Friday night, the U.S. Supreme Court terminated the 11th-hour effort by President Trump to prevent the installation of Joe Biden as president. The hopes of Trump were based on a lawsuit filed by Texas in four primary states – Georgia, Pennsylvania, Wisconsin, and Michigan – attempting to nullify the election outcome. However, the court stated Texas has no legal rights to challenge another state on such premises in a three-sentence order.
The court’s action came in a one-page order, which stated that the allegation was denied “for lack of standing.”
Supported by Trump
Supported by President Trump, Texas tried without proof to sue Pennsylvania, Georgia, Wisconsin, and Michigan, alleging fraud. But for a state to bring a case to court, a state must prove it has been damaged. In actuality, the court said that Texas could not demonstrate that the way other states conducted their elections injured it.
Kevin McCarthy, the highest-ranking U.S. Republican Earlier in the day when the House of Representatives had attached its name to 125 fellow House Republicans who endorsed the longshot bid by Trump. The most noteworthy congressperson to support the suit was McCarthy.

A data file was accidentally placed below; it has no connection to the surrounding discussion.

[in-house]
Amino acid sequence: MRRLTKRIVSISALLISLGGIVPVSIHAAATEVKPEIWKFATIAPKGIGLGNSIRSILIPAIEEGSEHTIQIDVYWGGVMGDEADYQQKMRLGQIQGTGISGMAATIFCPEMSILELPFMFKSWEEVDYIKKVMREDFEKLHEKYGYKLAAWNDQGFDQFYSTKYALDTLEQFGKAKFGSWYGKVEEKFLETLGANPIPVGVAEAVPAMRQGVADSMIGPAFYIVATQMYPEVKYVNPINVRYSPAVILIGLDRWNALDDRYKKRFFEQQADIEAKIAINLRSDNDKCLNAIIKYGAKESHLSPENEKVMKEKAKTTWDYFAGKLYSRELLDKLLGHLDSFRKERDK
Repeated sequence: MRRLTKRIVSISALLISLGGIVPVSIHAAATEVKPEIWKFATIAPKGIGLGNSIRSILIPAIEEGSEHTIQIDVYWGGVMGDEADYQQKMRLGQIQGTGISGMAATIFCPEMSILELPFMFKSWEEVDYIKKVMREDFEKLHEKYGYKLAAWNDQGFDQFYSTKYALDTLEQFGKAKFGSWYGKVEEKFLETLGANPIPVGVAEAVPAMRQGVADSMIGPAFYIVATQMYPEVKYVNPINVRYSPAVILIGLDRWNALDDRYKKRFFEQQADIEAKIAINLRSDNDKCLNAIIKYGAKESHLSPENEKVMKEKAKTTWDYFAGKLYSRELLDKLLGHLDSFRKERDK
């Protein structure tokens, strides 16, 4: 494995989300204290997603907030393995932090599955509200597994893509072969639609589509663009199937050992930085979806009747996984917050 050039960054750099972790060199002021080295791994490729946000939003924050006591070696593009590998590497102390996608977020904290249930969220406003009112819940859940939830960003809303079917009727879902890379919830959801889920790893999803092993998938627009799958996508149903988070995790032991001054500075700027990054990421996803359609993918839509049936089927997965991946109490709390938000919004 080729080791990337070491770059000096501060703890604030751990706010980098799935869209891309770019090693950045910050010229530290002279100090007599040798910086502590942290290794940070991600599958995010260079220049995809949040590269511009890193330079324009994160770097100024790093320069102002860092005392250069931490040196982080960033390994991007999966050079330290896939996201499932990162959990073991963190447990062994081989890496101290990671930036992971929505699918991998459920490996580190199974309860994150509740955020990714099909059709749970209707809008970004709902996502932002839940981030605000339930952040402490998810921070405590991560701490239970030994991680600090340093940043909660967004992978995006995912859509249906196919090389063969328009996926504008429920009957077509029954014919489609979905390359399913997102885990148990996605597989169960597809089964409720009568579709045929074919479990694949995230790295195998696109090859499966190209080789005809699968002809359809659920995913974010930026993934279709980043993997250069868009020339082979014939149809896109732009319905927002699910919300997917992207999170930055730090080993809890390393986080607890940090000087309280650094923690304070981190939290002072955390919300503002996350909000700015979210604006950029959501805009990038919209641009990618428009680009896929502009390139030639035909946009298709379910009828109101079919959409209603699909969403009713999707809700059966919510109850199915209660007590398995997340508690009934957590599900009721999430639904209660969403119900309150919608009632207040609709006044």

That one was unclear as to why or how the Texas Attorney General, Paxton, decided in the case to carry Trump’s water. Particularly since all four targeted states possess Republican-controlled legislatures, and to date, the fraud allegations have been found unsubstantiated by both state and federal courts at lower levels, which include President’s-appointed judges.
The extraordinary aspect of the Paxton suit added to the fact that Kyle Hawkins, the state’s chief appeal lawyer, did not sign the Texas brief as he would normally do, has prompted rumours that Paxton is trying to seek a pardon. He is presently under indictment for defrauding the state, and the FBI is investigating accusations of corruption and abuse of authority.